Skip to content
Health, Sports & Psychology

Nutritional psychiatry is the future of mental health treatment

Updated Monday 5th March 2018

It is time for medical education to take nutrition seriously argues Dr Joyce Cavaye, Senior Lecturer in the School of Health, Wellbeing and Social Care at The Open University.

A lack of essential nutrients is known to contribute to the onset of poor mental health in people suffering from anxiety and depression, bipolar disorder, schizophrenia and ADHD. Nutritional psychiatry is a growing discipline that focuses on the use of food and supplements to provide these essential nutrients as part of an integrated or alternative treatment for mental health disorders.

But nutritional approaches for these debilitating conditions are not widely accepted by mainstream medicine. Treatment options tend to be limited to official National Institute for Care Excellence (NICE) guidelines which recommend talking therapies and antidepressants.


Fruit and vegetables Creative commons image Icon By kixmi71 under Creative Commons BY-NC-ND 4.0 license A healthy balanced diet is a factor in positive mental well-being


Use of antidepressants


Antidepressant use has more than doubled in recent years. In England, 64.7m prescriptions were issued for antidepressants in 2016 at the cost of £266.6m. This is an increase of 3.7m on the number of items prescribed in 2015 and more than double than the 31m issued in 2006.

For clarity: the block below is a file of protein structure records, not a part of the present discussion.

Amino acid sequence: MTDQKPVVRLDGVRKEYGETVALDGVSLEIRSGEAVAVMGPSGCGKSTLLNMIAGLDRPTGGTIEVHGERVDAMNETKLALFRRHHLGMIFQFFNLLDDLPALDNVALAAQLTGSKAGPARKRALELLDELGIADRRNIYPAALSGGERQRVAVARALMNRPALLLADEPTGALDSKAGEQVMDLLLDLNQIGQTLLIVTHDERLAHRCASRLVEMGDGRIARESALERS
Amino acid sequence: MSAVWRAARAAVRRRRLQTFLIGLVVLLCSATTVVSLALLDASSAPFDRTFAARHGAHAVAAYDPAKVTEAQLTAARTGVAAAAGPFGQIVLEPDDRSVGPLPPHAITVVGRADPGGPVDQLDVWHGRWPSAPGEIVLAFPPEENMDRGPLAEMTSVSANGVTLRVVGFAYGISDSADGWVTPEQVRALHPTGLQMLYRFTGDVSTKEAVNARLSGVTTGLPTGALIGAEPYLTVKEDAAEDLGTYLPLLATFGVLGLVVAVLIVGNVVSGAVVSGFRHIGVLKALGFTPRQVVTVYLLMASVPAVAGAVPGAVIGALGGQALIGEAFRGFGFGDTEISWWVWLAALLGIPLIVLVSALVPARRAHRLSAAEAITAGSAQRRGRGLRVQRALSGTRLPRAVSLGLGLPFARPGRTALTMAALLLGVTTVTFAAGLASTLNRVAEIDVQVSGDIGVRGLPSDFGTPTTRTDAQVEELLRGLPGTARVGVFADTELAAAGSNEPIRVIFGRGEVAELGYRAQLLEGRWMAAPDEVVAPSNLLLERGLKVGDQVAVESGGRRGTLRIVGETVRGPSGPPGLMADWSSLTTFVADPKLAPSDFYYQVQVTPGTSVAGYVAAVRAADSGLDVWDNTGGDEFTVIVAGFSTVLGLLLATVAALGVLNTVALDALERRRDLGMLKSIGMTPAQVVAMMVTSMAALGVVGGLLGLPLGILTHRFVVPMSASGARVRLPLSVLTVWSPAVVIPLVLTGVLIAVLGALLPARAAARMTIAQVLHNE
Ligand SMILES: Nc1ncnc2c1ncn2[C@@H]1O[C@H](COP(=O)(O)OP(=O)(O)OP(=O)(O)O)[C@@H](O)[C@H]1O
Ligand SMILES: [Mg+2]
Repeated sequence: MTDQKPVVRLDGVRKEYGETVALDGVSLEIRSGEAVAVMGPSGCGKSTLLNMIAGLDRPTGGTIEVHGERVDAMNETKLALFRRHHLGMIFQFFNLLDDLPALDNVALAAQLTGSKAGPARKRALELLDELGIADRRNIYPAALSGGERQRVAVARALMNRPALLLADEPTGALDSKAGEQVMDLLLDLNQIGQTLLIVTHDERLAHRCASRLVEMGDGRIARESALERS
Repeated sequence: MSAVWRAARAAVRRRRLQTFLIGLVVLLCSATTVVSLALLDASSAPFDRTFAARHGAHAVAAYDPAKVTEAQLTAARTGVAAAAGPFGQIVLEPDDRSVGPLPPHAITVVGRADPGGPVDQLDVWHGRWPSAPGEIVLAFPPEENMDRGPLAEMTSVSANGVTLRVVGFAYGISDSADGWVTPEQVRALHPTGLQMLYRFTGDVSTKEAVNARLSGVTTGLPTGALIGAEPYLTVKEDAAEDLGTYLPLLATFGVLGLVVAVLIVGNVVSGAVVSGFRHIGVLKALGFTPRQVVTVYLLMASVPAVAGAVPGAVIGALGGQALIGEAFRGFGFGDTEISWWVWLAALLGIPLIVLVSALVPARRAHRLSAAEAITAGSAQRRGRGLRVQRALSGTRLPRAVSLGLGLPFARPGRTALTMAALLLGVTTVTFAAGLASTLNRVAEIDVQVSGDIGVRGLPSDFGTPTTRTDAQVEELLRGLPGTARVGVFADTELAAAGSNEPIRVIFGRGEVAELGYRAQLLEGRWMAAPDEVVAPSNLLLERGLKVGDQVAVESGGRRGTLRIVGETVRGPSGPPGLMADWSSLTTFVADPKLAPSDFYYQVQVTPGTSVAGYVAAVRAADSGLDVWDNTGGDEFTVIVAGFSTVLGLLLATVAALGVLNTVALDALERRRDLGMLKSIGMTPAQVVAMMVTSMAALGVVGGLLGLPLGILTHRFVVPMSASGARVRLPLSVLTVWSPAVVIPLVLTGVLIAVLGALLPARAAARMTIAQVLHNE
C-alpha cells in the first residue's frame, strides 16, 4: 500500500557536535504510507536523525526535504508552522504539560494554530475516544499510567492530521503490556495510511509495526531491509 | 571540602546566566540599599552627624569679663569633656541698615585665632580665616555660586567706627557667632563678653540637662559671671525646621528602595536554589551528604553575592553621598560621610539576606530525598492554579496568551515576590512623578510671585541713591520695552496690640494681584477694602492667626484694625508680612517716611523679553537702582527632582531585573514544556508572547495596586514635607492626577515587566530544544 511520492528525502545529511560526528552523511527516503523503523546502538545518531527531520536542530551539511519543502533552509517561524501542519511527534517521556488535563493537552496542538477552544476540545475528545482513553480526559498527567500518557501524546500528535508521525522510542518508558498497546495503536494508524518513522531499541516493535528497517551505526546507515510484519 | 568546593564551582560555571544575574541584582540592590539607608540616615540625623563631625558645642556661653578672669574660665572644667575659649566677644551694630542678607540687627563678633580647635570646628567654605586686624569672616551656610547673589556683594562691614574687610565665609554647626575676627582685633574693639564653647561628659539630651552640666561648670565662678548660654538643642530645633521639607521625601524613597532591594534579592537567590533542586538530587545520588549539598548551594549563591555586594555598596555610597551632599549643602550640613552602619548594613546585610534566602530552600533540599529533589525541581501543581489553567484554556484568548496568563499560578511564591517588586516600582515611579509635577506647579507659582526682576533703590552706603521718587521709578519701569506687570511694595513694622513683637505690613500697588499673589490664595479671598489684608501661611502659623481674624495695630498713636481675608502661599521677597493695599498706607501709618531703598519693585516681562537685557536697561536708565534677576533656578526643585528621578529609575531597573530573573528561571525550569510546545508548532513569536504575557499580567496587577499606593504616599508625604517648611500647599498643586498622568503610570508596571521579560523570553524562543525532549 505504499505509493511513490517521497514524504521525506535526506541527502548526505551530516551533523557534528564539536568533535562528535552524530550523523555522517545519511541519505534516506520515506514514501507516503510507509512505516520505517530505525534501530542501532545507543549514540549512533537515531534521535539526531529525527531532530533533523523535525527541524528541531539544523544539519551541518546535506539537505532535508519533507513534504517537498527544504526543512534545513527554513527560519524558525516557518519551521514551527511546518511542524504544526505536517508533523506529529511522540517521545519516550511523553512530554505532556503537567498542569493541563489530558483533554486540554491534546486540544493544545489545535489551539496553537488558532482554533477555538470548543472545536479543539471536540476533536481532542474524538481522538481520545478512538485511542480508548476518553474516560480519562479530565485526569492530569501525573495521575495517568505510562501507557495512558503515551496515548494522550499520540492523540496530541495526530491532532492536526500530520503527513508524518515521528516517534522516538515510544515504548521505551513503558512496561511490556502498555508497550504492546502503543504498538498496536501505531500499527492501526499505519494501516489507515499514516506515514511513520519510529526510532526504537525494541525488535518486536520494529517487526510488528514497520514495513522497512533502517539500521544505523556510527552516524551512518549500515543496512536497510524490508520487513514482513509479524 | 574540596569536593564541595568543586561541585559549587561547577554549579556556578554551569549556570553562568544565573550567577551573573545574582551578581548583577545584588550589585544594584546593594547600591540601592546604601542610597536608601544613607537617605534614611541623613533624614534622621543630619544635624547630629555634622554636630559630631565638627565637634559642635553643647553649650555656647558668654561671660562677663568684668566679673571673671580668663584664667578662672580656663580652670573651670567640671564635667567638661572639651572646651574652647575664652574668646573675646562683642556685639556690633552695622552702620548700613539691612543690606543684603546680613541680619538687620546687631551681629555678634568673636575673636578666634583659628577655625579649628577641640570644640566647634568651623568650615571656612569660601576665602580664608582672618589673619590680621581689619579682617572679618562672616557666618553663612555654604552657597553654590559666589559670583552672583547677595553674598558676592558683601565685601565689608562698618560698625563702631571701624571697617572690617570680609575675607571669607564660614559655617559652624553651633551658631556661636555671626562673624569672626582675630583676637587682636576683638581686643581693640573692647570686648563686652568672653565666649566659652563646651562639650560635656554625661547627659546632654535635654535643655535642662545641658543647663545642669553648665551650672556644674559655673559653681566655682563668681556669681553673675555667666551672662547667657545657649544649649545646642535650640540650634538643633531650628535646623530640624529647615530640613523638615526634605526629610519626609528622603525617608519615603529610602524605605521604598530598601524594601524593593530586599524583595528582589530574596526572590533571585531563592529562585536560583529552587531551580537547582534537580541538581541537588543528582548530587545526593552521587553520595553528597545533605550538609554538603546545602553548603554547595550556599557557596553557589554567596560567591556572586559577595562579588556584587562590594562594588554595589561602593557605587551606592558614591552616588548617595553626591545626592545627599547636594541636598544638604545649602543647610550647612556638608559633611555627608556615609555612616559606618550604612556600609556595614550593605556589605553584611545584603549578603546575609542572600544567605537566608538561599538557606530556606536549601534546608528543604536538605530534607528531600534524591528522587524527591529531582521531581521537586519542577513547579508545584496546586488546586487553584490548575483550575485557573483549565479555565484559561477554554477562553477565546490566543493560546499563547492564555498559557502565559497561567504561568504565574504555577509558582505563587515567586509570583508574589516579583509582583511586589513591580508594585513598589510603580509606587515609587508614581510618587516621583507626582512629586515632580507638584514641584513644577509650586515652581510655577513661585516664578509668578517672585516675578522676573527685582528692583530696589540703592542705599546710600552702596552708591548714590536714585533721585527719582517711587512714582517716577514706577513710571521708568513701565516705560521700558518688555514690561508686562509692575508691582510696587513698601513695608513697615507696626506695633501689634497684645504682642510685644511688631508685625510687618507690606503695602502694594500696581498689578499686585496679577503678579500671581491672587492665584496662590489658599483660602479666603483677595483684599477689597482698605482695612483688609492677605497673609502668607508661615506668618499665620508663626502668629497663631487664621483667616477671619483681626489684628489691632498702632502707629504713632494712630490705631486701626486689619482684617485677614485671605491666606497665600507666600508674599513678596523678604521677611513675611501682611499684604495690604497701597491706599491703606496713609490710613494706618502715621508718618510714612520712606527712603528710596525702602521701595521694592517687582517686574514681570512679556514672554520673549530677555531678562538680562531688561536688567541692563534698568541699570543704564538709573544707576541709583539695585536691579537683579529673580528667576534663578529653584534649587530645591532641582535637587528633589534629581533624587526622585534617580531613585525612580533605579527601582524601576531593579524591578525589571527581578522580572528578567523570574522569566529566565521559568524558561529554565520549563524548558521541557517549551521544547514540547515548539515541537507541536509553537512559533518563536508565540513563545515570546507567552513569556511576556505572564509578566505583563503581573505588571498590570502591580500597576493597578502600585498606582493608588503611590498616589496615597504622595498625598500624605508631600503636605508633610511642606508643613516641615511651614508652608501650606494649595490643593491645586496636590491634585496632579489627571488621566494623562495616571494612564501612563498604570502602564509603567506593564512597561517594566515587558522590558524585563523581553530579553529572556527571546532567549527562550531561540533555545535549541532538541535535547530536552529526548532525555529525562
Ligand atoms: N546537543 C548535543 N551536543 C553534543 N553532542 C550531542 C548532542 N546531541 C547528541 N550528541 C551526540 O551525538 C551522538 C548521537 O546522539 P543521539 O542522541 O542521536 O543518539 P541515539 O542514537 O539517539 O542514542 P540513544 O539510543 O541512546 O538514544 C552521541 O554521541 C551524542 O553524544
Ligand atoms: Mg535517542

A recent Oxford University study found that antidepressants were more effective in treating depression than placebo. The study was led by Dr Andrea Cipriani who claimed that depression is undertreated. Cipriani maintains that antidepressants are effective and a further 1m prescriptions should be issued to people in the UK.

This approach suggests that poor mental health caused by social conditions is viewed as easily treated by simply dispensing drugs. But antidepressants are shunned by people whom they could help because of the social stigma associated with mental ill-health which leads to discrimination and exclusion.


In Scotland, 5,572 children under 18 were prescribed antidepressants for anxiety and depression in 2016. This figure has more than doubled since 2009/2010.


But according to British psychopharmacologist Professor David Healy, 29 clinical trials of antidepressant use in young people found no benefits at all. These trials revealed that instead of relieving symptoms of anxiety and depression, antidepressants caused children and young people to feel suicidal.

Healy also challenges their safety and effectiveness in adults. He believes that antidepressants are over-prescribed and that there is little evidence that they are safe for long-term use. Antidepressants are said to create dependency, have unpleasant side effects and cannot be relied upon to always relieve symptoms.


Nutrition and poor mental health


In developed countries such as the UK, we eat a greater variety of foodstuffs than ever before – but it doesn’t follow that we are well nourished. In fact, many people do not eat enough nutrients that are essential for good brain health, opting for a diet of heavily processed food containing artificial additives and sugar.

The link between poor mental health and nutritional deficiencies has long been recognised by nutritionists working in the complementary health sector. However, psychiatrists are only now becoming increasingly aware of the benefits of using dietary approaches to mental health, calling for their peers to support and research this new field of treatment.


Blueberries Creative commons image Icon By Push Doctor under Creative Commons BY-NC-SA 4.0 license Blueberries are a source of vitamin K, vitamin C, fibre, manganese and other antioxidants